Fried Siegel has a fair and enlightening review of Paul Starr’s Freedom’s Power in the latest issue of Democracy. I haven’t read the book, so Starr might disagree, but Siegel seems to honestly wrestle with the arguments in Starr’s book. Siegel’s primary concern is that, by ignoring liberalism’s past dalliances with radicalism, it makes it less likely that modern liberals will learn from those mistakes:
But Starr’s zeal for a purified, ahistorical liberalism makes it impossible for him to come to grips with its past failures and future opportunities, a reckoning necessary for a liberal rebirth.
I’m all for recognition of political and policy failures, but I also think a bit of ahistoricism is a good thing. Like Peter Beinert’s The Good Fight, these sorts of books are less about real historical accounting than creating new narratives for the contemporary political order. Inaccuracies are a problem, but omission is a greater sin for historians. If Starr doesn’t include Republicans in his narrative of Clintonian welfare reform (as Siegel chides him for), well, there might be some honest disagreements.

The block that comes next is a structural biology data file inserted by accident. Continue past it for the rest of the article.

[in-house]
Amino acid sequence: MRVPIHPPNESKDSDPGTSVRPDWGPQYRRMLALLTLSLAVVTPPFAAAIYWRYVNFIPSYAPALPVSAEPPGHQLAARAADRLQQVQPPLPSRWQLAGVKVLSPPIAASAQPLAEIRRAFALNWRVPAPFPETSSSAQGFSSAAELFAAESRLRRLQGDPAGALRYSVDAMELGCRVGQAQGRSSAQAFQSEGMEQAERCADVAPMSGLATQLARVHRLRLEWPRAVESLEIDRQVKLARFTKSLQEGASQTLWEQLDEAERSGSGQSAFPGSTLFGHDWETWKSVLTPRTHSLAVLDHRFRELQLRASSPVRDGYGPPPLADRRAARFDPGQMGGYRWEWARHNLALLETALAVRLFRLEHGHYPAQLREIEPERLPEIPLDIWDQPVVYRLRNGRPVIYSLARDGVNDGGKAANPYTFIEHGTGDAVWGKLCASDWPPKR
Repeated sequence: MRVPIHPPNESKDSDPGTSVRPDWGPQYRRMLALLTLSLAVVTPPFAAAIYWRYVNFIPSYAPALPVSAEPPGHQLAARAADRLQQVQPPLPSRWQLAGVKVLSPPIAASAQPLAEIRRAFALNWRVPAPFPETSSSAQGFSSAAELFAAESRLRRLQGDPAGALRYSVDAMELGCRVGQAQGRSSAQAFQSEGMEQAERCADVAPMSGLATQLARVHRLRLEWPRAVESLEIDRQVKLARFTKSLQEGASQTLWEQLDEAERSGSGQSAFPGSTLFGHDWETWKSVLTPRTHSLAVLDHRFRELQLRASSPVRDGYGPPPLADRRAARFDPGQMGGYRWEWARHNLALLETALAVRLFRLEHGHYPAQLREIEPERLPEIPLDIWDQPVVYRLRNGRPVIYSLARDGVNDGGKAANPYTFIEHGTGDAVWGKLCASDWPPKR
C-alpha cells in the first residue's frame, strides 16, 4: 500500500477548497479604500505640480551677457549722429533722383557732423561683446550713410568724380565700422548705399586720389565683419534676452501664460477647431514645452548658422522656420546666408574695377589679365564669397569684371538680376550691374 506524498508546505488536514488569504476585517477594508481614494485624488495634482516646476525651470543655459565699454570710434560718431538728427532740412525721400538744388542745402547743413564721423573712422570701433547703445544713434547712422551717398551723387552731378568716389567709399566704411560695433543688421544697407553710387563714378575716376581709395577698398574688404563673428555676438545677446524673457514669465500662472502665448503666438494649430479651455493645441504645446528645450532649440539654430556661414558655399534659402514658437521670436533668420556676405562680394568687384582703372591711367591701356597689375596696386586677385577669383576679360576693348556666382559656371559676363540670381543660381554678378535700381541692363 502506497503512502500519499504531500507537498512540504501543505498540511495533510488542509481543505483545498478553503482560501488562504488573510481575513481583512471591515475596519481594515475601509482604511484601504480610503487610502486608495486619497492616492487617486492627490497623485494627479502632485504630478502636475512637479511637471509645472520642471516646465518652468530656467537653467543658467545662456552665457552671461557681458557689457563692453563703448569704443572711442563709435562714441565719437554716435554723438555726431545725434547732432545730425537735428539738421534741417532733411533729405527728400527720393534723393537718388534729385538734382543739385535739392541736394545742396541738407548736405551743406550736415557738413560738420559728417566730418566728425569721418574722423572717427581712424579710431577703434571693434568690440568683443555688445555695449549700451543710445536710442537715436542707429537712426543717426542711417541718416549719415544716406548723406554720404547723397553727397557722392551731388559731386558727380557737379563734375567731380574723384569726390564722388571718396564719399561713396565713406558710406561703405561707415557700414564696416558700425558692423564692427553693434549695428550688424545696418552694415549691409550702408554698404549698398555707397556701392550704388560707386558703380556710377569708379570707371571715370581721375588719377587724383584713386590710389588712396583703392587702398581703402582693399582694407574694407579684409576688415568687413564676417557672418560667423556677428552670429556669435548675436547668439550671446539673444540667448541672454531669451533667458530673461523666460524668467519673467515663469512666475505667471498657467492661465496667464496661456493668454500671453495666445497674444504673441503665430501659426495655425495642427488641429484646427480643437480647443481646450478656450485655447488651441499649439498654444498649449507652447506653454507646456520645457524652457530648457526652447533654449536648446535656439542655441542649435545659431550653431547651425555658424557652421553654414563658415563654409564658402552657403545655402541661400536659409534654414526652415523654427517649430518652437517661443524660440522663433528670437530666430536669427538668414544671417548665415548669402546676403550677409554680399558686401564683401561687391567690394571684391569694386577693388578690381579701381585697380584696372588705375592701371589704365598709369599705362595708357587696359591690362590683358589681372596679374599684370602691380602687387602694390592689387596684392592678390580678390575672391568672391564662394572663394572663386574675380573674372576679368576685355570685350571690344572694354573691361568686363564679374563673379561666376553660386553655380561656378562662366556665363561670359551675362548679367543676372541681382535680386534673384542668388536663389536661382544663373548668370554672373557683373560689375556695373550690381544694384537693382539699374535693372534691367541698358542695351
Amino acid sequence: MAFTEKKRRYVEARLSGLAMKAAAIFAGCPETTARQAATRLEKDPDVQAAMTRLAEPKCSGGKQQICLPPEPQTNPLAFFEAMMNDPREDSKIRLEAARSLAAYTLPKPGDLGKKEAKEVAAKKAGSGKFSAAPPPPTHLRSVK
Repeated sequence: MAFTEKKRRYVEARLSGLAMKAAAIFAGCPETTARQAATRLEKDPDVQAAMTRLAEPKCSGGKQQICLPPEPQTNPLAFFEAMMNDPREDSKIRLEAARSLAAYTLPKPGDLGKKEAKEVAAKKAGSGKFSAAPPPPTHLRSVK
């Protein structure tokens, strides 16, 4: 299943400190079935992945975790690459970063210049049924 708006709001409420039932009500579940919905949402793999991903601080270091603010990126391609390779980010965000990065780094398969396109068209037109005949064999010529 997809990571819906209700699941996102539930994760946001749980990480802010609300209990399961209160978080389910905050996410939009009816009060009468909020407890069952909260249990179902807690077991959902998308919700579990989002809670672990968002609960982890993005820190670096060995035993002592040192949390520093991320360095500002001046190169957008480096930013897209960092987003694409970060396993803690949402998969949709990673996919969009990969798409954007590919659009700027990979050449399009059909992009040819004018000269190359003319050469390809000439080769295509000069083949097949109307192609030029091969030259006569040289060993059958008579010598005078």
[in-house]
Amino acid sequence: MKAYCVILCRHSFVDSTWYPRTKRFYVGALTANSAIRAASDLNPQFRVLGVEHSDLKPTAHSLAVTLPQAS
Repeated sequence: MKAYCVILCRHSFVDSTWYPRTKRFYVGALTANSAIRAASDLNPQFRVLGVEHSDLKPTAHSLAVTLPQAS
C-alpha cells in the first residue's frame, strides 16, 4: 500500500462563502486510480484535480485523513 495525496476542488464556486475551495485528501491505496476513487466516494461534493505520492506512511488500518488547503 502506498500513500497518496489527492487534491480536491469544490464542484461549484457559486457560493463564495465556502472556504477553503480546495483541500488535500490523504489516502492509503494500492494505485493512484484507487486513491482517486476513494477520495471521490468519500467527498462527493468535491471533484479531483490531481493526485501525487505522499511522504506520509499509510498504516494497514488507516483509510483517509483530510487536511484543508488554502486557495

But part of contructing new narratives is choosing what to highlight and what to downplay. All political parties do this; witness Cameron’s Conservative Party in England, which styles itself more after the New Labor of Tony Blair than the Thatcherism of the 1980s. Today’s liberals already highlight FDR’s social welfare programs and war record, while downplaying his less impressive record on civil rights (with the reverse for LBJ, minus the war). Political traditions being a long and varied thing, you grab which strands you can use for the political moment.
Siegel goes awry, however, when he falls for some of the EU conventional wisdom: Continue reading